Buying a round in a pub comes so naturally to most Britons that they do not even stop to think about what they are doing. But for outsiders it can be a mine of difficulties and offer endless opportunities to give offence.
In pubs the customers go to the bar, order drinks from the staff and pay for them then and there - the continental custom of running up a bill is copied only in a few wine bars. The pub system is simple and straightforward. It has the advantage from the publican’s point of view that he gets his money when he serves the drinks and there is no possibility of dishonest customers ‘doing a runner’. From the point of view of the customer, the system means it is impossible to run up a bill larger than can be afforded, no matter how drunk
When several people meet in a pub, it is the custom that one person goes to the bar and buys one drink for each person - a ‘round of drinks’. The difficulties can begin, of course, when the subject arises of who goes to buy the first round. In general good common sense will show who should buy the round of drinks. Usually the person who arrives first buys a drink for the next person to arrive. When a third or subsequent person arrives it is usual for him to offer to buy a round as he is going to the bar anyway to buy his own. Whether the offer is accepted depends on how empty are the glasses of those already drinking. It is, of course, bad manners to accept the offer if you have taken only a sip or two from your first drink.
Once everyone is settled and their glasses grow empty it is time for somebody to buy the next round of drinks. Who this should be is open to debate. Typically a person who cannot recall buying a round of drinks for those present in recent weeks should be the first to put their hand in his pocket and head for the bar. It is certainly the height of bad pub manners to accept drinks from other people buying rounds, and then never to offer to buy a round in return. There can be no quicker way to find yourself excluded from invitations to meet down the pub than to ‘cleverly’ avoid buying rounds while supping drinks bought by others.
Of course, the changes in society affect pub culture as much as they do any other part of life. Time was when women would not enter a pub on their own for fear of giving out the wrong signals of the type of woman they were. Also in years gone by, pubs were not the clean, well upholstered places with good toilet facilities that they are now. Most country pubs had only a little hut at the bottom of the garden with a container lined with dead leaves as a ‘convenience’. No woman would want to go into a pub under those conditions. And in the days before cars were universially owned not many men would venture into pubs out of their own district. Pubs were for local people who lived within walking distance. Only an outsider who has walked into a pub like that can know the chill of the concentrated suspicious, hostile stare of suddenly silent local yokels.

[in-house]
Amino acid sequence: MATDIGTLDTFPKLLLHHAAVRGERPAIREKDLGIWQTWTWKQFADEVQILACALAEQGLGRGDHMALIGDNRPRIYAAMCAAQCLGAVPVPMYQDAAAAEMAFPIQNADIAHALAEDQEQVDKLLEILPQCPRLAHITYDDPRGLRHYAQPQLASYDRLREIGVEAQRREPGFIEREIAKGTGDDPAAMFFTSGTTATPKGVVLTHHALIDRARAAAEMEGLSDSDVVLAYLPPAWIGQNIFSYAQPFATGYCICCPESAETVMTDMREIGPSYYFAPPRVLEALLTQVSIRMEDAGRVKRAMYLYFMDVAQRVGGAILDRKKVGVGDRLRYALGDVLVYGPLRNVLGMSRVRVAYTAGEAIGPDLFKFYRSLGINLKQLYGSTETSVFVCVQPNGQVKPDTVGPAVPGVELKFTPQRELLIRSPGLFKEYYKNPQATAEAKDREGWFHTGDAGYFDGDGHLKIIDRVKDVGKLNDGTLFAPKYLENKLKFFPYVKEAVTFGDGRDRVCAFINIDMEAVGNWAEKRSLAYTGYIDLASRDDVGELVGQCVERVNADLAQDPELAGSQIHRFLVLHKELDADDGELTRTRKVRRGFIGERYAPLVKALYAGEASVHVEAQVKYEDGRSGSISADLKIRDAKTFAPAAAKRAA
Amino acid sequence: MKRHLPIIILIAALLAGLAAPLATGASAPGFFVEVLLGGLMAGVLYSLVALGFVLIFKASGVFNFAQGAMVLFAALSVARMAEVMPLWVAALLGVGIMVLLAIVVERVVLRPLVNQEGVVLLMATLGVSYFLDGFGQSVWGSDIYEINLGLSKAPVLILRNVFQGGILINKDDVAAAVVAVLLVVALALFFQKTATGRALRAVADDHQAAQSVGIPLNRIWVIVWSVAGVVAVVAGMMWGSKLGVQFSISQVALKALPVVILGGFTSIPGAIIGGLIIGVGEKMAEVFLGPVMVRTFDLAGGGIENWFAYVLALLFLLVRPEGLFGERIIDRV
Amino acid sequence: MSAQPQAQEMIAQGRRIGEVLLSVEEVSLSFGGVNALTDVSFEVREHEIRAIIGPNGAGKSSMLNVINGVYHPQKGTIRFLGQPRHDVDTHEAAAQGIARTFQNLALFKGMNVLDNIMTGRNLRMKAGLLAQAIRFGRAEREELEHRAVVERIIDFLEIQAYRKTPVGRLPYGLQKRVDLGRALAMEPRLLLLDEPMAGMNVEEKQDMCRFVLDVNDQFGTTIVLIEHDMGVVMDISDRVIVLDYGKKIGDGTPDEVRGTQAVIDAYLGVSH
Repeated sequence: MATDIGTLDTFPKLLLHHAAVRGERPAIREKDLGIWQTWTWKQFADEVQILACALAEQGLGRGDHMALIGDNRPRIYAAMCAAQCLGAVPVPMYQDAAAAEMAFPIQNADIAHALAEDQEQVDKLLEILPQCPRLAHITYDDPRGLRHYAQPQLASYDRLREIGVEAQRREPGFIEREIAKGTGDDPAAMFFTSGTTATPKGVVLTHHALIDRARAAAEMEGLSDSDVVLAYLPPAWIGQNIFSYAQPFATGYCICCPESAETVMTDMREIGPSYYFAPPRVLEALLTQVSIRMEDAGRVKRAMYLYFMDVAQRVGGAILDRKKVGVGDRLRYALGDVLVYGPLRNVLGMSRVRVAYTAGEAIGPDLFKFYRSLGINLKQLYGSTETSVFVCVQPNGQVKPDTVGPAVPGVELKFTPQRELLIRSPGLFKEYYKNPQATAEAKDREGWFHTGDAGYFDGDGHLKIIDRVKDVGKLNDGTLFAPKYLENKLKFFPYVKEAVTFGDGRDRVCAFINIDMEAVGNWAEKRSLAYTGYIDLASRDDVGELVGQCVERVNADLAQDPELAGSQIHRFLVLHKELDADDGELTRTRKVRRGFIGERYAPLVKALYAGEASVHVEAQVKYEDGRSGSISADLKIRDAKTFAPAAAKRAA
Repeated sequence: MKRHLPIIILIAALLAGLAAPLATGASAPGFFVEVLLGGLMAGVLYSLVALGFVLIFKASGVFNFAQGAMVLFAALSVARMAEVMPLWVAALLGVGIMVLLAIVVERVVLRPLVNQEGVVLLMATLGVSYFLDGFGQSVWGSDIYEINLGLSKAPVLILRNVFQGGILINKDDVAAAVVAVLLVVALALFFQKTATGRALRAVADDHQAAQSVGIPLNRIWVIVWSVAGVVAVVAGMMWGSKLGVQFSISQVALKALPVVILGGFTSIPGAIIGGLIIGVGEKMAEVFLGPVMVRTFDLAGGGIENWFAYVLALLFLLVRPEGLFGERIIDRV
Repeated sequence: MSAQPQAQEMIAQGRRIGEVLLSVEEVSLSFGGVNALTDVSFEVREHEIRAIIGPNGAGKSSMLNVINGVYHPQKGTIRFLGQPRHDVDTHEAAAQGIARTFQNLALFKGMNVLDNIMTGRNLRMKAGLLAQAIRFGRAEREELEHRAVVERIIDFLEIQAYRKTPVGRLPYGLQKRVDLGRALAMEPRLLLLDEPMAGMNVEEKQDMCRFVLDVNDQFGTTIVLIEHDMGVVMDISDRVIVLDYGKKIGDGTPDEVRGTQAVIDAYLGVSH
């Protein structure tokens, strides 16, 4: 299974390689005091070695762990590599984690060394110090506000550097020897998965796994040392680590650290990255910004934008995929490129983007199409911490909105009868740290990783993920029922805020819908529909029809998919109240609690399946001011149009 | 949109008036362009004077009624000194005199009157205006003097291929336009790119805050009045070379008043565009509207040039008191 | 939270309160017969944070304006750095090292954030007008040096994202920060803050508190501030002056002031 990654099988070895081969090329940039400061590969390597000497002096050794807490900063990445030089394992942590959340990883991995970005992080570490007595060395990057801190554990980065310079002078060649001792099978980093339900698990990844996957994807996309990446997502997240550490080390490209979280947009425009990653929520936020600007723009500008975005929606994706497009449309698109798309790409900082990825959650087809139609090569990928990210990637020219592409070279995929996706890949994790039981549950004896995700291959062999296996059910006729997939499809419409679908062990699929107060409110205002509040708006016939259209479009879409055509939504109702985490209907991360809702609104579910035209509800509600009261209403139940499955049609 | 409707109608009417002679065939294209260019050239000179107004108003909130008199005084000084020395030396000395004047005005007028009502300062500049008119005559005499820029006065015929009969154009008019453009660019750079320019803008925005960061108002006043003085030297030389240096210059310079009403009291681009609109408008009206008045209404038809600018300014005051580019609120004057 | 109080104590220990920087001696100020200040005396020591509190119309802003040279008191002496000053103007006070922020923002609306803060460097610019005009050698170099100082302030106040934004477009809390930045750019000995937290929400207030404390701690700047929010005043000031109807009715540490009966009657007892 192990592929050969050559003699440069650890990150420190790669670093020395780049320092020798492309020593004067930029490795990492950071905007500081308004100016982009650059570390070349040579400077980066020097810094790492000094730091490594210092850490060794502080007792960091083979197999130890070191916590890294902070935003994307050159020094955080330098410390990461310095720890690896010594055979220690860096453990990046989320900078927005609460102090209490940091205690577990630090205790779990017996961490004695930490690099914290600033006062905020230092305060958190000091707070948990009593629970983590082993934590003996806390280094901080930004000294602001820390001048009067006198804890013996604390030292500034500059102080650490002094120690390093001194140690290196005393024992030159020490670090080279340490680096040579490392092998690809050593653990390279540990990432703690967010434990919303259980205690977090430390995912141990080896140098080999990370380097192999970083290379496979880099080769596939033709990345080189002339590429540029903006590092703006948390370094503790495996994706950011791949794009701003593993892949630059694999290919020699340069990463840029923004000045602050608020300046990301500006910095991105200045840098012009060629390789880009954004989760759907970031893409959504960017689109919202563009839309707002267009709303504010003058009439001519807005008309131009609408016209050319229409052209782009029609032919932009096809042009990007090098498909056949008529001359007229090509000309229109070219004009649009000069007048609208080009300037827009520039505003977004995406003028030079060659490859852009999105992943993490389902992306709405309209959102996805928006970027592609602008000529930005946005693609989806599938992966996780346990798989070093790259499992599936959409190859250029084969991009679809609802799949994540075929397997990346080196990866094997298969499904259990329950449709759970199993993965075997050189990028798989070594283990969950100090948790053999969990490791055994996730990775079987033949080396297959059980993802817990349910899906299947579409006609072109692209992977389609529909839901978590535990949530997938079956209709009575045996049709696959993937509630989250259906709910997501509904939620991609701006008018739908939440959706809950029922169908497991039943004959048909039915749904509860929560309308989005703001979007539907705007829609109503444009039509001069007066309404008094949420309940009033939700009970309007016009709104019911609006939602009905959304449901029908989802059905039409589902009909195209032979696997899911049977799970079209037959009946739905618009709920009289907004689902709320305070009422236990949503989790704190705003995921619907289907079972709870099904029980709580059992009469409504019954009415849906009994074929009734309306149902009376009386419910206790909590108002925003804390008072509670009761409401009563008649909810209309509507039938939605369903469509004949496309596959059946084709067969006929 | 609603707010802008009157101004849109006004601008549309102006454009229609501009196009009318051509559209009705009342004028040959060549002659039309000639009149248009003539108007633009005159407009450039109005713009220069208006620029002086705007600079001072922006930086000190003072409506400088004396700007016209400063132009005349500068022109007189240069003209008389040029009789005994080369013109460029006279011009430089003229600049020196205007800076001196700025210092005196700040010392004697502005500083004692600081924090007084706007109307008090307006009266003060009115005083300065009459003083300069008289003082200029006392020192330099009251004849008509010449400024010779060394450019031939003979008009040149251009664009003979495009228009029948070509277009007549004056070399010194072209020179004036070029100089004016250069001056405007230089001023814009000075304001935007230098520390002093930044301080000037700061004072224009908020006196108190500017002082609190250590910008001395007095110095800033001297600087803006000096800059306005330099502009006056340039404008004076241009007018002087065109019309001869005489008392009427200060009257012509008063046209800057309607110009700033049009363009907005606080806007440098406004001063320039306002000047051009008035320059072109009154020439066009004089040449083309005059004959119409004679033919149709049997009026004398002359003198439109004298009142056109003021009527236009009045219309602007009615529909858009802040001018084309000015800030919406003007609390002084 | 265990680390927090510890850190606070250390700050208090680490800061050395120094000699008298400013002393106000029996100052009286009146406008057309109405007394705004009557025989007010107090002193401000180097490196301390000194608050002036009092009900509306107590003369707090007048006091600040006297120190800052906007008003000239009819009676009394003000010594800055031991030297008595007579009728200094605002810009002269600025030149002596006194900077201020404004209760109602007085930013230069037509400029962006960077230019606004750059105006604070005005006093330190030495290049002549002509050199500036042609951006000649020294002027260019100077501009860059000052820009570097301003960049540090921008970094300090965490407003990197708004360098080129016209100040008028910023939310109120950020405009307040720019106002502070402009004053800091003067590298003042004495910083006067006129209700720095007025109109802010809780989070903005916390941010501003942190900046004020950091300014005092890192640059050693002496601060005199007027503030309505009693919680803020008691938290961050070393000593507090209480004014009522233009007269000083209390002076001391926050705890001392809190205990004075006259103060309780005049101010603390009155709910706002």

However once pubs were modernised, the sawdust on the floor replaced by carpet and the ghastly smell banished from the “little room”, women started venturing in. Nevertheless the inhibition on women going to the bar remained. In any case, when most married women did not go out to work, it was the men who had the money in their pockets and went to the bar to buy a round. But circumstances change. Most women are in gainful employment and are these days expected to pay for a round on equal terms with their male companions - though some still prefer to give the money to a man for him to elbow his way to the bar.
One unfortunate hang over from earlier times is that some couples seem to think that are one person for the purposes of buying rounds of drinks when out with single friends. They take two drinks when somebody else is paying, but only offer to buy one round in return. The excuse is often given that only one of them is drinking alcohol as the other drives, but soft drinks can be surprisingly expensive and, in any case, manners dictate that each person should buy a round.
The old days when everyone in a group was expected to buy a round before the evening ended are now long gone. The prevalence of cars and the strict drink driving laws put an end to such customs. After all, it only takes two pints of beer to put a man in danger of going ‘over the limit’ so the days of five men meeting down the boozer to get away from their respective wives for a few hours, and drinking five pints, have gone for good.
It still pays, however, to remember who last bought a round so that, if it was not you, you can be the first to the bar and so prove that you are generous and fully acquainted with the etiquette of rounds.